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Horse Dance Of The Plains Cree

Martha Ironstar

SASKATCHEWAN INDIAN      JANUARY 1993      v22 n01 p05  
The Plains Cree believe that nearly everything has a spirit essence. All living things, plants, animals, people, storms, and some inanimate objects have souls. This belief demands a deep respect for the natural world.

This fundamental belief is reflected in the religious ceremonies of the plains Cree. Besides the thirst dances, known also as sun dance or rain dance, there are society dances. One of these dances are called the Horse Dance. This dance is very old.

The plains Cree performed the horse Dance after the arrival of the horse on the plains. Prior to the arrival of the horse, their main source of moving was by dogs and travois.

In the Horse Dance, there are two spirit powers, weasel and horse, they are connected with this ceremony and it was made for them. A man named little paul said of this dance: "It is not very hard to give the misatimucimuwin, the Horse Dance, but only a few men are able to do it. On this reserve (Little Pine) only two can make it. Only certain people are able to host a Horse Dance. Night Traveller was taught how to do it by his father. William Sap was given the power in a dream. I myself couldn't give the dance. But if I had vowed it, I would give the necessary things to Night Traveller and ask him to make a Horse Dance. I would send him two offering cloths, sweetgrass and berries. He wouldn't take anything for himself, but he would always be willing to do it. The food is provided by the women. Those who come to the dance bring as much food as they can spare."

The Horse Dance summons spiritual energy. It began with rituals conducted in a long lodge. Guests reclined in concentric circles sitting according to rank, men on one side, women on the other. The fire burning smelling sweet, pipes were offered, servers came around and offered berries, and can be heard like a heartbeat as songs were sung. In front of the pledger was placed a stake to which bells were attached. He shook this in time with the song. Men, like the earth that bears them, have two faces: one in sun and one in shadow. Each may chose for himself the face he turns to his brother. The bright side is beautiful, but the dark has its purpose, as do night and winter and death. At the Horse Dance everyone believes in harmony.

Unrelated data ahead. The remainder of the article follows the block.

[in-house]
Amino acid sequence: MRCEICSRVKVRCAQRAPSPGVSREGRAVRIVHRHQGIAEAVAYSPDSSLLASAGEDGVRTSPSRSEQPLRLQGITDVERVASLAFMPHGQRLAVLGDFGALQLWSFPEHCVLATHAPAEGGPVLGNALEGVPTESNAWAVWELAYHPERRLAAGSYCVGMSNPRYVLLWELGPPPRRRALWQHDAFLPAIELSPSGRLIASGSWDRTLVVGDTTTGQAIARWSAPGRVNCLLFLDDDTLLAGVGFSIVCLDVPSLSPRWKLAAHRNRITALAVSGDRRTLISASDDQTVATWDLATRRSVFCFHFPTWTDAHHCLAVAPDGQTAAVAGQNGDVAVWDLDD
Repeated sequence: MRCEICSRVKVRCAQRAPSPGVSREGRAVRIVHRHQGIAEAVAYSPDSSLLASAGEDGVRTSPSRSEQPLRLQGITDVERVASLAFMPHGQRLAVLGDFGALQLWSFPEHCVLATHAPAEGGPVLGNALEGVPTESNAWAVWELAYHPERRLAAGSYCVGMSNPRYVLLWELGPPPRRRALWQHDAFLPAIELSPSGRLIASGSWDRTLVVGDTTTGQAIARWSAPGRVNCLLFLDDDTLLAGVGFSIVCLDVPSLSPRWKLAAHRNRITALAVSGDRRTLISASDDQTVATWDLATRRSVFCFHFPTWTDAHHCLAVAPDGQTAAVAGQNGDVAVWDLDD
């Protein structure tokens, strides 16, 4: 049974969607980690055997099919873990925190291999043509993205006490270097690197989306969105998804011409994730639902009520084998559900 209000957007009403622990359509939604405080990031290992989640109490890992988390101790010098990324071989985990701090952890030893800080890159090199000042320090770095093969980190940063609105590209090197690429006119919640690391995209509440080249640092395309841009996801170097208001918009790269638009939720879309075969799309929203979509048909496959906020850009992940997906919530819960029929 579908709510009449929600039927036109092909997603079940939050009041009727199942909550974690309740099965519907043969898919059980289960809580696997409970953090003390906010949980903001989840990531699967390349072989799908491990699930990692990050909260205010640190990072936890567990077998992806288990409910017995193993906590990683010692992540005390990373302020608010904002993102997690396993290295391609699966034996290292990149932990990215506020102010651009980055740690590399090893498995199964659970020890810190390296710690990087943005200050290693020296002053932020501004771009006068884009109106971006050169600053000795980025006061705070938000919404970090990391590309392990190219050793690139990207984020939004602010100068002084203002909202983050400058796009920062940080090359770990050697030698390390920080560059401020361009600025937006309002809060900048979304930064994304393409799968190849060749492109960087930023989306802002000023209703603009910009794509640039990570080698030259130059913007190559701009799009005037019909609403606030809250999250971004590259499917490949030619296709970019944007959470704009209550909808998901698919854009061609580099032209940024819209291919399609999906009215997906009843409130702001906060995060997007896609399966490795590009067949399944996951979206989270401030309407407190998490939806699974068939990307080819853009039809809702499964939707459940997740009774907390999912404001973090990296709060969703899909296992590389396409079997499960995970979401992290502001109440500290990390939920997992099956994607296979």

A young man who is chosen by the pledger to be leader of the ceremony dances carrying a weasel hide. He finally dances out of the lodge and ties the hide around the neck of his horse. The other young men file out of the lodge and start to paint and decorate their best horses. When the riders are assembled, the pledgers and the singers come out of the lodge and stand near an upright pole The pole is laden with many cloth offerings.

The bright day brings whirlwinds and the dust and sound of horse hoofs as the horsemen ride around the group, rearing and prancing their horses. At intervals they dismount and join in the dance, this continues for a day.

Horses and the warriors that rode them, the participants at the Horse Dance all experienced that supernatural energy from echoes of the past. Horse of grey or white, pinto, black, brown, bay, buckskin, shaggy haired, roan and dappled, can be seen rearing and neighing prancing around at the Horse Dance. This was part of living for the plains Cree after the arrival of the horse on the plains.